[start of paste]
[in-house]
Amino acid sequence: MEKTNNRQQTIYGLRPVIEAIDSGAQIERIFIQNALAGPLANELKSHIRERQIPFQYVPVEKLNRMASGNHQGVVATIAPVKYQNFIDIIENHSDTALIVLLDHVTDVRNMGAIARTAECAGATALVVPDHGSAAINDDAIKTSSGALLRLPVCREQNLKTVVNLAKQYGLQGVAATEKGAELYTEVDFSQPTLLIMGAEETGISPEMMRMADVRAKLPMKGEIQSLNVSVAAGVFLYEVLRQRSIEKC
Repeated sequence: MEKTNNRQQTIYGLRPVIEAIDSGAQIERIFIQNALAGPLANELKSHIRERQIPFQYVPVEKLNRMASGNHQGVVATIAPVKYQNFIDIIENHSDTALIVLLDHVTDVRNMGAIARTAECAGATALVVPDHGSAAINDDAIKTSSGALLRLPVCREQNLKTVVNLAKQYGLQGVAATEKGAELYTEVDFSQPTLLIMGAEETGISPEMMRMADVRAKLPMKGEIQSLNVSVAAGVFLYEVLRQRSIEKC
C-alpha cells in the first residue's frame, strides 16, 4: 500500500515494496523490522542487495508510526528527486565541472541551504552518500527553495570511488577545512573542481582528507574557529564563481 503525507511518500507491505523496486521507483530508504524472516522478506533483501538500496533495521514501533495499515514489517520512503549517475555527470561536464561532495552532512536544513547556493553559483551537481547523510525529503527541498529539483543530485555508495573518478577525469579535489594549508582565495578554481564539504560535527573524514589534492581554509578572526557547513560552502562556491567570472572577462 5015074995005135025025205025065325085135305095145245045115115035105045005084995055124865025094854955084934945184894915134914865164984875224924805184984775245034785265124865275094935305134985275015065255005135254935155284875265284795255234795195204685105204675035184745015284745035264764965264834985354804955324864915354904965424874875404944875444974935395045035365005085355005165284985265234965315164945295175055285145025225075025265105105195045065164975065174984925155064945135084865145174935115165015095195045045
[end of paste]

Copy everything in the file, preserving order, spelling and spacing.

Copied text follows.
[in-house]
Amino acid sequence: MEKTNNRQQTIYGLRPVIEAIDSGAQIERIFIQNALAGPLANELKSHIRERQIPFQYVPVEKLNRMASGNHQGVVATIAPVKYQNFIDIIENHSDTALIVLLDHVTDVRNMGAIARTAECAGATALVVPDHGSAAINDDAIKTSSGALLRLPVCREQNLKTVVNLAKQYGLQGVAATEKGAELYTEVDFSQPTLLIMGAEETGISPEMMRMADVRAKLPMKGEIQSLNVSVAAGVFLYEVLRQRSIEKC
Repeated sequence: MEKTNNRQQTIYGLRPVIEAIDSGAQIERIFIQNALAGPLANELKSHIRERQIPFQYVPVEKLNRMASGNHQGVVATIAPVKYQNFIDIIENHSDTALIVLLDHVTDVRNMGAIARTAECAGATALVVPDHGSAAINDDAIKTSSGALLRLPVCREQNLKTVVNLAKQYGLQGVAATEKGAELYTEVDFSQPTLLIMGAEETGISPEMMRMADVRAKLPMKGEIQSLNVSVAAGVFLYEVLRQRSIEKC
C-alpha cells in the first residue's frame, strides 16, 4: 500500500515494496523490522542487495508510526528527486565541472541551504552518500527553495570511488577545512573542481582528507574557529564563481 503525507511518500507491505523496486521507483530508504524472516522478506533483501538500496533495521514501533495499515514489517520512503549517475555527470561536464561532495552532512536544513547556493553559483551537481547523510525529503527541498529539483543530485555508495573518478577525469579535489594549508582565495578554481564539504560535527573524514589534492581554509578572526557547513560552502562556491567570472572577462 5015074995005135025025205025065325085135305095145245045115115035105045005084995055124865025094854955084934945184894915134914865164984875224924805184984775245034785265124865275094935305134985275015065255005135254935155284875265284795255234795195204685105204675035184745015284745035264764965264834985354804955324864915354904965424874875404944875444974935395045035365005085355005165284985265234965315164945295175055285145025225075025265105105195045065164975065174984925155064945135084865145174935115165015095195045045